Not laugh out loud happy. Not even smiling happy. Just ‘content’. It was huge – everything felt warmer and all the colours had a brighter hue. People seemed friendlier while day-to-day jobs seemed more enjoyable. My concentration began to climb, to the point where I could sit comfortably for up to an hour and a half, gently plodding away through some work, and actually enjoy it. I found my working memory steadily improving as it was no longer clogged with negative assumptions like some old oil filter, and my interest in both my work and the people I interacted with was on the rise too.
I decided to use this improvement in my outlook to try and describe what I had been through in the hope that maybe someone else feeling the same thing might read it and find the same results that I did. Below are a number of things that I found made significant improvements to my own wellbeing and helped me to start doing what I wanted without the crushing worry that was holding me back in previous years.
Simple but helps me a lot, especially when feeling pressured to add something to this blog.
It’s very easy to improve a piece of writing that’s sat in front of you, however it is much harder to concoct something great from scratch, so just start writing! Don’t worry about how to structure your ideas, just type everything that pops into your head.
Soon enough there will be something in front of you that you can set about improving and restructuring. It might not be great, but it’s a huge leap in the right direction.
‘If you fail you don’t get what you want’
This simple concept is drilled into every student, for every exam, forever. On the surface it makes sense – if you don’t pass the test, then you don’t get to enjoy the reward of the prize it so ominously guards; that admission to the medical school of your dreams, progression to the next academic year, driving a car, and so on.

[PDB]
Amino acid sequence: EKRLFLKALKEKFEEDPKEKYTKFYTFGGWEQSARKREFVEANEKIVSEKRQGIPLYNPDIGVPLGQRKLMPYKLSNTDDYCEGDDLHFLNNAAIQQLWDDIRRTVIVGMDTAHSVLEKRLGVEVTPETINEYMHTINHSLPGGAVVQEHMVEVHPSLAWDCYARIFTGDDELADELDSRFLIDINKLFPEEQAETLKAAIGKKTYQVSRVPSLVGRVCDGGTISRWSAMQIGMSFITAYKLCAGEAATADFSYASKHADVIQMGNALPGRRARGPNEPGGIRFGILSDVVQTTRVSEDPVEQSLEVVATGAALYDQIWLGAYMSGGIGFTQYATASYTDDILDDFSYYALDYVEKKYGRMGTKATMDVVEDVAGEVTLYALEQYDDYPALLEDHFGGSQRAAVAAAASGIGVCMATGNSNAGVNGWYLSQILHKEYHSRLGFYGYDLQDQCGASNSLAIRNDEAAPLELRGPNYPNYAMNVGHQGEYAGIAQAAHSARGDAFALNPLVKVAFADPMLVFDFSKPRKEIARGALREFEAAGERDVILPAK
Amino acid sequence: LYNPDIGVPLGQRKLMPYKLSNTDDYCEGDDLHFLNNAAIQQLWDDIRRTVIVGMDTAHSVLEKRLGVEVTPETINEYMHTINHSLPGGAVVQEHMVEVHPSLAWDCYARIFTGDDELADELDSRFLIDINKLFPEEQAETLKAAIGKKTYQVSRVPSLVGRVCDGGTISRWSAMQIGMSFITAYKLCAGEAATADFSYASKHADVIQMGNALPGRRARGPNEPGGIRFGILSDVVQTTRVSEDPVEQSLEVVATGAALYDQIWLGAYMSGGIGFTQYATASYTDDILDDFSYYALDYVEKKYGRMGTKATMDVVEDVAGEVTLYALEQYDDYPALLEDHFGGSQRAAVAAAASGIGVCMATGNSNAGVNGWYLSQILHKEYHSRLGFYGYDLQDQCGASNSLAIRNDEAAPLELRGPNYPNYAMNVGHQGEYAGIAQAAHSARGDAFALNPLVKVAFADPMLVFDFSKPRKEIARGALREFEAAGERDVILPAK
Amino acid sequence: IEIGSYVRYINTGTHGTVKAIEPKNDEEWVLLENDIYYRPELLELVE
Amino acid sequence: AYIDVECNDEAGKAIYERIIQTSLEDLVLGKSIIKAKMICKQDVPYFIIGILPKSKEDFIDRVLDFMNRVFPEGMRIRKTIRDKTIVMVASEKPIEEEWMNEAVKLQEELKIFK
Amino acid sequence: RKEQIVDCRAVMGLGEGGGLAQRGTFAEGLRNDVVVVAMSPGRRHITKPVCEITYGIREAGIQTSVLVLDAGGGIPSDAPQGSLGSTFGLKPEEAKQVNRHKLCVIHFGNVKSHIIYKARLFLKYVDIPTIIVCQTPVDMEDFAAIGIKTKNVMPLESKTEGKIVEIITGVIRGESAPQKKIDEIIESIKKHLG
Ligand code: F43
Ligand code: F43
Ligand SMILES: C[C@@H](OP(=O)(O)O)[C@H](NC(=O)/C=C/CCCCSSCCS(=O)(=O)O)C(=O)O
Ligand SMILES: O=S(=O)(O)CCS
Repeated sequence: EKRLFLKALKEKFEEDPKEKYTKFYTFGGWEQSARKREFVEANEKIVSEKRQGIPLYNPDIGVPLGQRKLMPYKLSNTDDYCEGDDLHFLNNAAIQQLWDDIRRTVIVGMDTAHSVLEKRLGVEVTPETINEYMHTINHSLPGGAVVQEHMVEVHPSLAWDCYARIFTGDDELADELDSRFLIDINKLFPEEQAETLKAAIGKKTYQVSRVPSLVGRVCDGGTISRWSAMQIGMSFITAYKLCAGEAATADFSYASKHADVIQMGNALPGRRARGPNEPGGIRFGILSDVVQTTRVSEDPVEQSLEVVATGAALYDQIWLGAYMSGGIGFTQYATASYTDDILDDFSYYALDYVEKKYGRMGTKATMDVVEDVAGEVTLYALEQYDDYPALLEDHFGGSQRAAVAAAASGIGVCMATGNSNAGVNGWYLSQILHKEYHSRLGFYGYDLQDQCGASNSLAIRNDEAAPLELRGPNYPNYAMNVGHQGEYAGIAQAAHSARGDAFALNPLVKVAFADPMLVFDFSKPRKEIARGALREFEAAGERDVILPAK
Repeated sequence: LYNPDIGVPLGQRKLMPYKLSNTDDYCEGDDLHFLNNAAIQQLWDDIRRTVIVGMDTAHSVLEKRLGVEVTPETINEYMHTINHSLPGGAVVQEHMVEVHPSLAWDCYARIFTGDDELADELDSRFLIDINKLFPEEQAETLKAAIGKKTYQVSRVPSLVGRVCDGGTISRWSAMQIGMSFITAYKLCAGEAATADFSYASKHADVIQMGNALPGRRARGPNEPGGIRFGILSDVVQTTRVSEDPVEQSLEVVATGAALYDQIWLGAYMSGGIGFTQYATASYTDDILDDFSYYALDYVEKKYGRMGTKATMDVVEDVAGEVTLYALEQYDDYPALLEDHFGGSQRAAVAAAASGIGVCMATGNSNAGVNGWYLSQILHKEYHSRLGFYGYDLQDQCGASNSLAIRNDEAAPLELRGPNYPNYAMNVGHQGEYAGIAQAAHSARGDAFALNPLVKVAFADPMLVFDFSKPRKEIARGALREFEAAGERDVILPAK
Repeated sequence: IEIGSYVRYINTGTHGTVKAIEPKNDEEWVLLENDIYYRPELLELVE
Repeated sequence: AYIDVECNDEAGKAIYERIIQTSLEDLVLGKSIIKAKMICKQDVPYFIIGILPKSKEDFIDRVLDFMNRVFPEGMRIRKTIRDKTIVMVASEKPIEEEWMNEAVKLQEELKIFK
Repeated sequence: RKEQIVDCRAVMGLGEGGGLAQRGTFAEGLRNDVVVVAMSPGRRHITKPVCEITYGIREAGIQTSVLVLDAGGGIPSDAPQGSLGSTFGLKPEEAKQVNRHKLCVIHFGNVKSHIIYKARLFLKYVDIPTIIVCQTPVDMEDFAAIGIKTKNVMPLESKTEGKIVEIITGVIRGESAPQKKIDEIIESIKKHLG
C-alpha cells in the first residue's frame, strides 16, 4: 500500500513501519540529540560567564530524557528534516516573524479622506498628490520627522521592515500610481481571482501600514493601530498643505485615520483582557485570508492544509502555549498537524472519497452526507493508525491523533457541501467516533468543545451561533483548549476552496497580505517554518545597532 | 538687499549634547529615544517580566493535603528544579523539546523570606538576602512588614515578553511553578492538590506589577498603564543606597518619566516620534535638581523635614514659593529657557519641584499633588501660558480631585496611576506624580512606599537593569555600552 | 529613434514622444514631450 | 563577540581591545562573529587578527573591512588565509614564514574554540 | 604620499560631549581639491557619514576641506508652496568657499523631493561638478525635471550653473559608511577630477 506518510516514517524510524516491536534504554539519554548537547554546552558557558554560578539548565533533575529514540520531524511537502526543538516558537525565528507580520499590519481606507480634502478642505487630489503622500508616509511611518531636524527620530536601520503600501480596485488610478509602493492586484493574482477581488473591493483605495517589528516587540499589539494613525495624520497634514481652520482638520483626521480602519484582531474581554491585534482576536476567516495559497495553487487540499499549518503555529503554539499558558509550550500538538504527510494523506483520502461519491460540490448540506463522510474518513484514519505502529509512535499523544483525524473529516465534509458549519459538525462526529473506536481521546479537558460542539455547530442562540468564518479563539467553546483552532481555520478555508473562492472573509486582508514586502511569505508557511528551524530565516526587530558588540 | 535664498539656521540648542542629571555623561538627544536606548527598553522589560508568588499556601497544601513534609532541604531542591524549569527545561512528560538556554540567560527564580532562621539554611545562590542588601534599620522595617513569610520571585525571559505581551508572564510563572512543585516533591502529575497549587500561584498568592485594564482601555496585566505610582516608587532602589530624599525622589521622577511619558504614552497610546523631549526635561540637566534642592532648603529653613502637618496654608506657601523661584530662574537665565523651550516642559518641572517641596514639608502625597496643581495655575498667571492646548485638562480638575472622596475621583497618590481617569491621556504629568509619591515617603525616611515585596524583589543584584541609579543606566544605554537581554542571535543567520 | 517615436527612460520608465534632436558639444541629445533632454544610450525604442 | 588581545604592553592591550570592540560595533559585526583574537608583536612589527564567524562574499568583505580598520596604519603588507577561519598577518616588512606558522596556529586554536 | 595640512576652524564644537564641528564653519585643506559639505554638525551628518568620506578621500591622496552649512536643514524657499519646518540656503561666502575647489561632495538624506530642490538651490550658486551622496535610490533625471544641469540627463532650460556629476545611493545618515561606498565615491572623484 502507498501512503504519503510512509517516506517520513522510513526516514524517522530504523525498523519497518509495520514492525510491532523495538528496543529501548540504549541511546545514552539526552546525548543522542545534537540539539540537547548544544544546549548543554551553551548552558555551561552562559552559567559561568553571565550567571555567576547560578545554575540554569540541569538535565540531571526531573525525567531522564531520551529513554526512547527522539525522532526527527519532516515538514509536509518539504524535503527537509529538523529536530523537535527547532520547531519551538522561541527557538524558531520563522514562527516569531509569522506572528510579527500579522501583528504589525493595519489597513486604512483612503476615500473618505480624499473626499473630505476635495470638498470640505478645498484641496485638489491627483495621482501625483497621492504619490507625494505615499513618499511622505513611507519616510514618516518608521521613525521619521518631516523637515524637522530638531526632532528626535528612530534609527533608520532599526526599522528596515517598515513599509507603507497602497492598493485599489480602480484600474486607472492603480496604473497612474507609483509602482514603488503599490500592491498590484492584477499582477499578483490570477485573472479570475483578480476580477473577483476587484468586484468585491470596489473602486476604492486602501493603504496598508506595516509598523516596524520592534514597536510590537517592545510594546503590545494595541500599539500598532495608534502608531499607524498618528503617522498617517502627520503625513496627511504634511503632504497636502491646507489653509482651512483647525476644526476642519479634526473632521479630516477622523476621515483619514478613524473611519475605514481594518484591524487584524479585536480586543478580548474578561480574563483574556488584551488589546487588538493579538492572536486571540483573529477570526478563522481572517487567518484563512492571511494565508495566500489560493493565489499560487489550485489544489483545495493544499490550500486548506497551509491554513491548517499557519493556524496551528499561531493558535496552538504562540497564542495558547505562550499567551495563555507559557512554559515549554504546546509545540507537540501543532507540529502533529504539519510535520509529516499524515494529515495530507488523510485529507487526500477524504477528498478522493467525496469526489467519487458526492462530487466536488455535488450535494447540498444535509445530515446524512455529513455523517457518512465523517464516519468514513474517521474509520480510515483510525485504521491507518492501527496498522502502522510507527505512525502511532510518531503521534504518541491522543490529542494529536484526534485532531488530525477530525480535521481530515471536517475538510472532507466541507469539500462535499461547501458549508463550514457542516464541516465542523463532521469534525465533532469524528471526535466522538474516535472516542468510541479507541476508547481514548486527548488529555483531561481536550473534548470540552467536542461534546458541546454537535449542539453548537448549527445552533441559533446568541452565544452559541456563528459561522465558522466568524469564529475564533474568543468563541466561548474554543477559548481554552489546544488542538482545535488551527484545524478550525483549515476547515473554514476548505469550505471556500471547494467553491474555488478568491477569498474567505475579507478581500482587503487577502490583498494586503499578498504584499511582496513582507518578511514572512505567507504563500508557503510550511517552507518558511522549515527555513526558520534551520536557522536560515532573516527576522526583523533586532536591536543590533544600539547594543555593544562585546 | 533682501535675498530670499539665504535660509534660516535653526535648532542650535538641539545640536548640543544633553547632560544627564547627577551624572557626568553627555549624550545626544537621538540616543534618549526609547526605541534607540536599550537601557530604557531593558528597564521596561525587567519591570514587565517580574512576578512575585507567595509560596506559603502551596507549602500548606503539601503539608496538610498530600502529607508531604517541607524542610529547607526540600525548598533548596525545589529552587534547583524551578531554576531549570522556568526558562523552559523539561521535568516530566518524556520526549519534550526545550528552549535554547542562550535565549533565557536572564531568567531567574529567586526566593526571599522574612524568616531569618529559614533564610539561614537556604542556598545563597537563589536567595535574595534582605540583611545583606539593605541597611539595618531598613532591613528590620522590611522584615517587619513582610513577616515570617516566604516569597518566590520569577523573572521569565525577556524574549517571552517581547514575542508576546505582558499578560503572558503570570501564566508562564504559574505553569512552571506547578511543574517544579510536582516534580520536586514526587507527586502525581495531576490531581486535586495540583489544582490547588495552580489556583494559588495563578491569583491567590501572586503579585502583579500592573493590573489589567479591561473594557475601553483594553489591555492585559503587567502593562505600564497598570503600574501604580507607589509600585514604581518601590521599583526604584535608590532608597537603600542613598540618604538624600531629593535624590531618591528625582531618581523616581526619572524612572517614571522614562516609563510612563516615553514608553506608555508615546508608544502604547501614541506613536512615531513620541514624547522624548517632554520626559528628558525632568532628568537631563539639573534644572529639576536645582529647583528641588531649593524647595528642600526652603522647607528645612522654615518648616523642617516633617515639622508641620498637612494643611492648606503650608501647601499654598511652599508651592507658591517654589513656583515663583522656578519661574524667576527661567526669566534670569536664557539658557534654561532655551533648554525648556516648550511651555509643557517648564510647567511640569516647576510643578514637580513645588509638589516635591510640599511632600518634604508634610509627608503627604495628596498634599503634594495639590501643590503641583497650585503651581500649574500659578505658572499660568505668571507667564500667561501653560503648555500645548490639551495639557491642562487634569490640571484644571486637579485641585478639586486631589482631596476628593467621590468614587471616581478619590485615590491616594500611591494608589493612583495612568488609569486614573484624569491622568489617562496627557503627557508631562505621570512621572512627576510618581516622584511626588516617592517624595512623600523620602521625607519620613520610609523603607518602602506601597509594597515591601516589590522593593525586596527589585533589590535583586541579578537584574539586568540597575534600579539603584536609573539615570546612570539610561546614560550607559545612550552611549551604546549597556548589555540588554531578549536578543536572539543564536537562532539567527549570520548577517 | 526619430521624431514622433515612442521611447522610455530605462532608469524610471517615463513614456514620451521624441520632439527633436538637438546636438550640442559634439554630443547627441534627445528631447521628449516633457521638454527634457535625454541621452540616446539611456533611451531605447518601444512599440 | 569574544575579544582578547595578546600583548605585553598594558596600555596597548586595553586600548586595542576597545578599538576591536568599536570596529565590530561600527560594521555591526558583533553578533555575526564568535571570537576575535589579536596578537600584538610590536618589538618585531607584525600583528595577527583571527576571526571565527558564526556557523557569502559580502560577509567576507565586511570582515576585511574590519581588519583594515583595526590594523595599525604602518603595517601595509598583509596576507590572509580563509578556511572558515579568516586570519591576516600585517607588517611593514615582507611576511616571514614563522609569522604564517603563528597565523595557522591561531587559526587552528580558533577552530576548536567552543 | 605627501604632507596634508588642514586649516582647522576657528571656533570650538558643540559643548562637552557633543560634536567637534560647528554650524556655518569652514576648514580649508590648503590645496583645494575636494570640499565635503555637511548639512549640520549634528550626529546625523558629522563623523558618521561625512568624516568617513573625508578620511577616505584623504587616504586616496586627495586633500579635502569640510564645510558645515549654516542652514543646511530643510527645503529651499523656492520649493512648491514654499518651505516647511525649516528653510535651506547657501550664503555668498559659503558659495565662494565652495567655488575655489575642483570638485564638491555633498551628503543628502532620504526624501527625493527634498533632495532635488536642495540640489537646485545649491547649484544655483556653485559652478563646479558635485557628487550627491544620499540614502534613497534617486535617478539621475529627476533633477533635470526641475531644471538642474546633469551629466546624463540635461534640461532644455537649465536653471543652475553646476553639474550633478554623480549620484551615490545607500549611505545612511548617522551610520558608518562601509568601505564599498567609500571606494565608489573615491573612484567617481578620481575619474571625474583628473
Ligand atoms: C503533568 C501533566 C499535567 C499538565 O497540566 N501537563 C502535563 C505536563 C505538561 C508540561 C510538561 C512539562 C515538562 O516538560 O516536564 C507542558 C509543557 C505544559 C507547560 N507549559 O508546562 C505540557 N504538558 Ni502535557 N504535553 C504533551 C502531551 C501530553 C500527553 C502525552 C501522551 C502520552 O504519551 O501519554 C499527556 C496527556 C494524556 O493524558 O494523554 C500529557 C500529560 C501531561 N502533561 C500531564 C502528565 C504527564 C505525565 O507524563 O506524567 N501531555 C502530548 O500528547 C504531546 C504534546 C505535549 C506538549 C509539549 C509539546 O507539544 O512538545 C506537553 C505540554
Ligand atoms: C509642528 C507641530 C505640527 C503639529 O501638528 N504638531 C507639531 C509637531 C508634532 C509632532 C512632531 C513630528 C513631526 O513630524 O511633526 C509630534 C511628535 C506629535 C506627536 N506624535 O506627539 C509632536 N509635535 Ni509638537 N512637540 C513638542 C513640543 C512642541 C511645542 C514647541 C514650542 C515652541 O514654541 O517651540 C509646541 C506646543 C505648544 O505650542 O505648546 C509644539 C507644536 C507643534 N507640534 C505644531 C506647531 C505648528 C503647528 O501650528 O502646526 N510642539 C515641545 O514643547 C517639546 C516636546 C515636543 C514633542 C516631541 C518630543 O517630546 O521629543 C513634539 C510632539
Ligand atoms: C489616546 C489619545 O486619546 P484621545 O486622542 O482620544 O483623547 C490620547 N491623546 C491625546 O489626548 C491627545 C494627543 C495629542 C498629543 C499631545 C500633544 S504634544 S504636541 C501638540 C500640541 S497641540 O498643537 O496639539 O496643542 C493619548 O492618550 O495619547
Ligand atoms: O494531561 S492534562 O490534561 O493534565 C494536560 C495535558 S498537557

So it came as a bit of a surprise during my fourth year at medical school when I realised that just occasionally, failure will get you exactly what you’re looking for…
Medicine being the beautiful all-encompassing lifestyle that it is, requires not only a certain knowledge base, but also demands proficiency in a variety of practical tasks. Taking blood, suturing wounds and siting cannulas, to name just three, all require practice practice practice, and there is simply nothing that can replace good old fashioned repetition when it comes to encoding that muscle memory that allows the seasoned consultant to make it appear so effortless in front of a crowd of envious onlookers.
Along the way, as you learn and develop your skill set, of course you’re not expected to get it right every time, clearly. As a beginner, it is expected that you will get it wrong and make mistakes, and I knew this as much as the next guy, however I would still be completely overwhelmed with anger and frustration at my own incompetence every time I didn’t managed to get blood or insert a catheter. As a result, I began to dread event attempting to perform these procedures as each occasion was simply another opportunity to fail, and fall back into that well of pathetic despair – it was just easier to let someone else do it…
Then, one day, having summoned up the courage to attempt yet another cannula, I failed once more. That familiar thick cloud of self-loathing and anger began to crawl up my tingling spine as I begrudgingly asked my senior colleague to take over. He smiled gently, “Sure.”